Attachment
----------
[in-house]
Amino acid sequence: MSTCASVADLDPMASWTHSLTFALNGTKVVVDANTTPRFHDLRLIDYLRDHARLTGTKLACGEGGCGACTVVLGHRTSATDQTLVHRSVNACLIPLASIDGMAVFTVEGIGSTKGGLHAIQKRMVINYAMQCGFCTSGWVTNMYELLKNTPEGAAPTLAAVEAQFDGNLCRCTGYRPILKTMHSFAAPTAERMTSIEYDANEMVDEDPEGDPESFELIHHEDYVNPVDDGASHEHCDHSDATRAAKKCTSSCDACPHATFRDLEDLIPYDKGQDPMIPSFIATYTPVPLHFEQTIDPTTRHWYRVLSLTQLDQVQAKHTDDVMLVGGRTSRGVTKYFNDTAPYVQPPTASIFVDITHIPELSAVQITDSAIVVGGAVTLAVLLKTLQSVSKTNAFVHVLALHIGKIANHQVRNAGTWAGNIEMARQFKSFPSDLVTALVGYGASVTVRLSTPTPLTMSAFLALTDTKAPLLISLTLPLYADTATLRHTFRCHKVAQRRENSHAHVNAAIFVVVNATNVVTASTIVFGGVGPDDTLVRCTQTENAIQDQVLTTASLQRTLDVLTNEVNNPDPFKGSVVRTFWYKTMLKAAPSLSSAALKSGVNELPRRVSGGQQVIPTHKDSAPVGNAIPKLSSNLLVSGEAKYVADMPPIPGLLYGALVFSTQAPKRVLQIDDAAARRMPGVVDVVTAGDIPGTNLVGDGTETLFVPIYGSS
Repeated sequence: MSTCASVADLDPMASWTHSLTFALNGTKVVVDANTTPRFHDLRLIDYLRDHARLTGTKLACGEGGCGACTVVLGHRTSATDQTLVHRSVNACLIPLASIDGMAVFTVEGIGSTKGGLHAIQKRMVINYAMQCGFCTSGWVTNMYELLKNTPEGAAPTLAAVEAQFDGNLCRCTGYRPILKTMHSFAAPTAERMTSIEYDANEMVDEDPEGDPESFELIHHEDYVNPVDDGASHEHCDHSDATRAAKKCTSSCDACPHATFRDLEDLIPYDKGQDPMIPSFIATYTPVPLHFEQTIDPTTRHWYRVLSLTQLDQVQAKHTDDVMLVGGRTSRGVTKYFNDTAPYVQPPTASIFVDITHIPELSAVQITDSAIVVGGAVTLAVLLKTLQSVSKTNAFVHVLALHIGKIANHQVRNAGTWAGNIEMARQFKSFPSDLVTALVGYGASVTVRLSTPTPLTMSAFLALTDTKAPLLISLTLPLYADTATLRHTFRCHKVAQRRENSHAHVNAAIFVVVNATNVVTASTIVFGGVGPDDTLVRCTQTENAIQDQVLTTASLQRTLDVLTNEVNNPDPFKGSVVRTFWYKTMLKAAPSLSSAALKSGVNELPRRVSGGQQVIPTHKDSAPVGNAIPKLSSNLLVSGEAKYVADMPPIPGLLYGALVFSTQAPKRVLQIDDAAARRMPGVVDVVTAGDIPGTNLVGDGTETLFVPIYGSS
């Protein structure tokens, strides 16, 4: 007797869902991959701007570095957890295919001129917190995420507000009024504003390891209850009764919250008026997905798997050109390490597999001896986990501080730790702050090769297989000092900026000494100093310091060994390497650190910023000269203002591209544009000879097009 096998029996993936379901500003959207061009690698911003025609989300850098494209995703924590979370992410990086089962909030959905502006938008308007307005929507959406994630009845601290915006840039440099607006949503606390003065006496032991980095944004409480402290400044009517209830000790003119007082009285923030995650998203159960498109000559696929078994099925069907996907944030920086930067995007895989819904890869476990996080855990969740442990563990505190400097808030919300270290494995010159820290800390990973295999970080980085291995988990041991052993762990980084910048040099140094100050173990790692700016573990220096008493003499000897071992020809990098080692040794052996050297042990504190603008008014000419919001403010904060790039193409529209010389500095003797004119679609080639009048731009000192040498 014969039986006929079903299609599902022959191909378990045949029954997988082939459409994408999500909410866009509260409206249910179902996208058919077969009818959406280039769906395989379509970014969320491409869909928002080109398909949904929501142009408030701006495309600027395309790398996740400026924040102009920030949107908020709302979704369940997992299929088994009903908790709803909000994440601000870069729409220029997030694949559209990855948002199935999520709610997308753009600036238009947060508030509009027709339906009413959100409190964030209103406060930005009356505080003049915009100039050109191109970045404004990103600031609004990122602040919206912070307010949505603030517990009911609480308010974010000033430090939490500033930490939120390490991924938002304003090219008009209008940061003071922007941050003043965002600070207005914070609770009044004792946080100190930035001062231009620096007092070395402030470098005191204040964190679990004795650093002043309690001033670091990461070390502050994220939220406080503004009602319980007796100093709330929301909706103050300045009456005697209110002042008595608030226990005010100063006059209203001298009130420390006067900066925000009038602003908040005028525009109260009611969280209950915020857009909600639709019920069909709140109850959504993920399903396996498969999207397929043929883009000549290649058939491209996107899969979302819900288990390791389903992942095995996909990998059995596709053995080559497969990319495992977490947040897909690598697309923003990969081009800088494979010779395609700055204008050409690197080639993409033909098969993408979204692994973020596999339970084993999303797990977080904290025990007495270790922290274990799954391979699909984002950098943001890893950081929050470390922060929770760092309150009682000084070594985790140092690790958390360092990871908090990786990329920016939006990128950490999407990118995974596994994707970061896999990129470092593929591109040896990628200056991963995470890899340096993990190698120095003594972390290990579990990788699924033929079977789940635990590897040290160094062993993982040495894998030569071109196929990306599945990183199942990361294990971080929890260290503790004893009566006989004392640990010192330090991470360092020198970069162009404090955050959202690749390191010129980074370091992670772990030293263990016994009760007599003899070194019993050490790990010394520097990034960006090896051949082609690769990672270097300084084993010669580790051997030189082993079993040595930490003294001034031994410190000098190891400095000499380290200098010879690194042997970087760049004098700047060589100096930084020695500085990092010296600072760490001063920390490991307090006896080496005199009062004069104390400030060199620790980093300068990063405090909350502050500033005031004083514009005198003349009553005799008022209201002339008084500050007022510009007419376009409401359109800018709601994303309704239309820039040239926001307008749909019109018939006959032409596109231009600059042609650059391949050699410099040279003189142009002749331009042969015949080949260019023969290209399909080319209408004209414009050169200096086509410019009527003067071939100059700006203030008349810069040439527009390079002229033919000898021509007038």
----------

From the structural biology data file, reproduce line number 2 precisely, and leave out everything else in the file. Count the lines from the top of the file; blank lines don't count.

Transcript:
Amino acid sequence: MSTCASVADLDPMASWTHSLTFALNGTKVVVDANTTPRFHDLRLIDYLRDHARLTGTKLACGEGGCGACTVVLGHRTSATDQTLVHRSVNACLIPLASIDGMAVFTVEGIGSTKGGLHAIQKRMVINYAMQCGFCTSGWVTNMYELLKNTPEGAAPTLAAVEAQFDGNLCRCTGYRPILKTMHSFAAPTAERMTSIEYDANEMVDEDPEGDPESFELIHHEDYVNPVDDGASHEHCDHSDATRAAKKCTSSCDACPHATFRDLEDLIPYDKGQDPMIPSFIATYTPVPLHFEQTIDPTTRHWYRVLSLTQLDQVQAKHTDDVMLVGGRTSRGVTKYFNDTAPYVQPPTASIFVDITHIPELSAVQITDSAIVVGGAVTLAVLLKTLQSVSKTNAFVHVLALHIGKIANHQVRNAGTWAGNIEMARQFKSFPSDLVTALVGYGASVTVRLSTPTPLTMSAFLALTDTKAPLLISLTLPLYADTATLRHTFRCHKVAQRRENSHAHVNAAIFVVVNATNVVTASTIVFGGVGPDDTLVRCTQTENAIQDQVLTTASLQRTLDVLTNEVNNPDPFKGSVVRTFWYKTMLKAAPSLSSAALKSGVNELPRRVSGGQQVIPTHKDSAPVGNAIPKLSSNLLVSGEAKYVADMPPIPGLLYGALVFSTQAPKRVLQIDDAAARRMPGVVDVVTAGDIPGTNLVGDGTETLFVPIYGSS